speaks Japanese, he would have to learn new classroom vocabulary ,
new style of teaching, literature and history of Japan, etc. We
thought about enrolling him into an American school, but they seem
to have a high academic standard and they may not let him in. The
extremely high tuition is another problem.
There are host families for foreign exchange students. We are
wondering if a similar arrangement can be made for kids like him
who want to finish high school while the parents need to move to
I wouldn't leave my child behind with anyone. Leaving him behind
isn't going to help him get caught up with school.
Can you get the home school curriculum from your local american
school district and tutor him while you are in Japan? If not, maybe
you can get a tutor in Japan to tutor him with the local lessons?
My advice, take him with you and let him do the best that he can.
Twenty years ago our friends faced moving their children from
the US to Japan. They had been living and working in the US, and
both children were born in the US and had begun schooling there.
Their children were much younger, but were already culturally
not able to fit into the Japanese schools that they would have
preferred. Instead, their daughter ended up graduating from an
American high school in Japan, and the son from St. Mary's
International School (I just came across his graduation
announcement). Both graduated from US colleges, and are now
cosmopolitan young adults, comfortable living in both the US and
Japan, as well as other countries for shorter stays.
Lots of value from transnational education
There are fabulous boarding schools all over the US.
Check this option.
I lived in Tokyo for 11 years so I understand what you are going
through. You don't say if you are returning to Tokyo or another
area of Japan. A couple possibilities to consider:
1. Have your student stay in the US at a boarding school. This
option may be expensive.
2. There are many international schools in Japan beyond the
American School in Japan and they all don't have academic
requirements as high as the American School. Some have large
numbers of returned students such as your son. Some offer
financial aid. This website lists many schools
Check out www.kaischool.com. If that doesn't work for you
because of geography, contact them for advice.
3. Some areas such as Nagoya have special programs for returned
Understand what you are going through
Have you considered a US boarding school? The idea of leaving a
high schooler on his own (or with a family you don't really know
well) who is already struggling just sounds like disaster
waiting to happen. Many boarding schools have international
students and are used to that extra layer of support and
oversight. One to consider that would be closer to Japan is
Hawaii Preparatory Academy (HPA) on the Big Island of Hawaii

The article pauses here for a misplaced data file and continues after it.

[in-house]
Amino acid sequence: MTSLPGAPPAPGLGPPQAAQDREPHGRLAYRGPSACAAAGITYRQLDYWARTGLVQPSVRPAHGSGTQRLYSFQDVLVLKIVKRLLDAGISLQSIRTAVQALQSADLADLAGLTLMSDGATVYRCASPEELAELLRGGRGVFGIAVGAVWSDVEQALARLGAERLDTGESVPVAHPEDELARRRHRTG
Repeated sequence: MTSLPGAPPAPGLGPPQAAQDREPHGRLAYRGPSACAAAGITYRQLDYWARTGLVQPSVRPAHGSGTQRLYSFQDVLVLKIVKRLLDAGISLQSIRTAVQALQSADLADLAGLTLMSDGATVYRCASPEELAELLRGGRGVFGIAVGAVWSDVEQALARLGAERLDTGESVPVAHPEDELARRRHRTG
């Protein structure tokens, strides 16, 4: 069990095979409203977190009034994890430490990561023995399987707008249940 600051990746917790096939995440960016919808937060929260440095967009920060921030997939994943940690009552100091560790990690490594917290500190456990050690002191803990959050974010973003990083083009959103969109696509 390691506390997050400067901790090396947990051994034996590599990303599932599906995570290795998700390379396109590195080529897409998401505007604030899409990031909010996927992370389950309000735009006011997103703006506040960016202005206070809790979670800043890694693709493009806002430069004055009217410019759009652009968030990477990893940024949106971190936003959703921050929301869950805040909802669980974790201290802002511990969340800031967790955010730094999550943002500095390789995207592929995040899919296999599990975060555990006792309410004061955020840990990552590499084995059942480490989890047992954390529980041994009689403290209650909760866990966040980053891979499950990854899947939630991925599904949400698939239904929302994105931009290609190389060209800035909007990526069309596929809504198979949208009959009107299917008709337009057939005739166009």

that has day and boarding students. It has great academics.
For many years my husband and I have discussed moving back to the East
Coast to live closer to family. It has taken a while to work it out so
that he can remain with his company. We finally have that piece worked out,
but the problem is we have 2 teenage sons. Our oldest will be in 10th grade in
the fall and the youngest an 8th grader. California is the only home they
have ever had, but they do love hanging out with their cousins and
grandparents on the East Coast. While I have always wanted this move, I am suddenly
very apprehensive, especially for my older boy. Can anyone shed who has either
experienced this themselves as a teen or who has moved teens far away
shed some light on their experience? I would greatly appreciated any words
of wisdom. Thanks.
My family moved me from California to the Suburbs of New
York when I was 13. It was very traumatic. It might be
easier for boys and yours are a little older so it might be
fine but it was very difficult for me. The East Coast is
VERY different than the West Coast and making new friends
in High School when cliques are already formed can be
tricky. It was freeing in some ways because I could
reinvent myself but I also lost the grounding history I had
and had to quickly learn to navigate a whole new culture
and social structure at a time when I was still learning
who I was. I also did not want to move and hated the
freezing winters so if your boys are on board it might go
more smoothly. I definately blamed my parents for several
Wouldn't move my teens
Many centuries ago (1968, to be precise), my parents moved
from the Bay Area to a town that shall remain nameless
(okay, it was Winnetka, Illinois) in the summer before I
started my junior year in high school. It was probably the
worst year in my life, even though (we had been a military
family until 1964) I had been used to frequent moves/new
schools/etc. During that year, I would have given ANYTHING
not to have moved. In retrospect, it probably made me
stronger (although also, some might say, emotionally
distant) but ... IMHO, what you should look at is how
similar or different the area you would be moving to is